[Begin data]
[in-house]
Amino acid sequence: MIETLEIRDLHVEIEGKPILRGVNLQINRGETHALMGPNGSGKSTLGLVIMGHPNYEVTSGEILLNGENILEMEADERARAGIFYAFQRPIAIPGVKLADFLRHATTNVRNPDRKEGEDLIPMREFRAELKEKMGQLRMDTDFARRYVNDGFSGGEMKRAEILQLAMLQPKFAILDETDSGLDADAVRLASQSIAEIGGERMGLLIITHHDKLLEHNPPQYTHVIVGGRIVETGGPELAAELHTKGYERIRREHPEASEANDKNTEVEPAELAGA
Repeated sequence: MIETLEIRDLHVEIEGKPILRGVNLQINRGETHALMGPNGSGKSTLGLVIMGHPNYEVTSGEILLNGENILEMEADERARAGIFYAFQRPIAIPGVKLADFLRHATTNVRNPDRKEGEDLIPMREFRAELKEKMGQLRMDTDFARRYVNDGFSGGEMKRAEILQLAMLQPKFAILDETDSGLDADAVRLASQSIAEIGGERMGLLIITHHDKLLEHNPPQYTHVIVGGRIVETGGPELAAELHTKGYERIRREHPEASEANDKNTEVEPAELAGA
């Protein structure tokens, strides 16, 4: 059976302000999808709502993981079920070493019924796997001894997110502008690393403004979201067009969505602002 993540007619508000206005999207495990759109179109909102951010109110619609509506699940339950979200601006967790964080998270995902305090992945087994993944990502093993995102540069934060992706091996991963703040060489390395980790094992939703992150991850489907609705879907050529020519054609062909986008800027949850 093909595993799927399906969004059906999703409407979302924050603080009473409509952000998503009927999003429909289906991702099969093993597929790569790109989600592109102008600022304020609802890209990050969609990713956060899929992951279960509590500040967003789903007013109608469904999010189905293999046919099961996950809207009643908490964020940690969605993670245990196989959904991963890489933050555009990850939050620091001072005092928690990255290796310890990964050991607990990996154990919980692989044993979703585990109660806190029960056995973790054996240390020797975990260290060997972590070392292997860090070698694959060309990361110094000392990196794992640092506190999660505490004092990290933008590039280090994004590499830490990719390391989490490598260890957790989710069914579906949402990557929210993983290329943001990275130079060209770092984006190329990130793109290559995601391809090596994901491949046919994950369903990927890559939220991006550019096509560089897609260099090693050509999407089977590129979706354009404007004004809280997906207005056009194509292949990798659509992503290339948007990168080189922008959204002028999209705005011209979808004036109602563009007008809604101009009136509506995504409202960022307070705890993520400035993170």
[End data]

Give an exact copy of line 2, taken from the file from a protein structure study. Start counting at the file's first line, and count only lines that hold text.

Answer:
Amino acid sequence: MIETLEIRDLHVEIEGKPILRGVNLQINRGETHALMGPNGSGKSTLGLVIMGHPNYEVTSGEILLNGENILEMEADERARAGIFYAFQRPIAIPGVKLADFLRHATTNVRNPDRKEGEDLIPMREFRAELKEKMGQLRMDTDFARRYVNDGFSGGEMKRAEILQLAMLQPKFAILDETDSGLDADAVRLASQSIAEIGGERMGLLIITHHDKLLEHNPPQYTHVIVGGRIVETGGPELAAELHTKGYERIRREHPEASEANDKNTEVEPAELAGA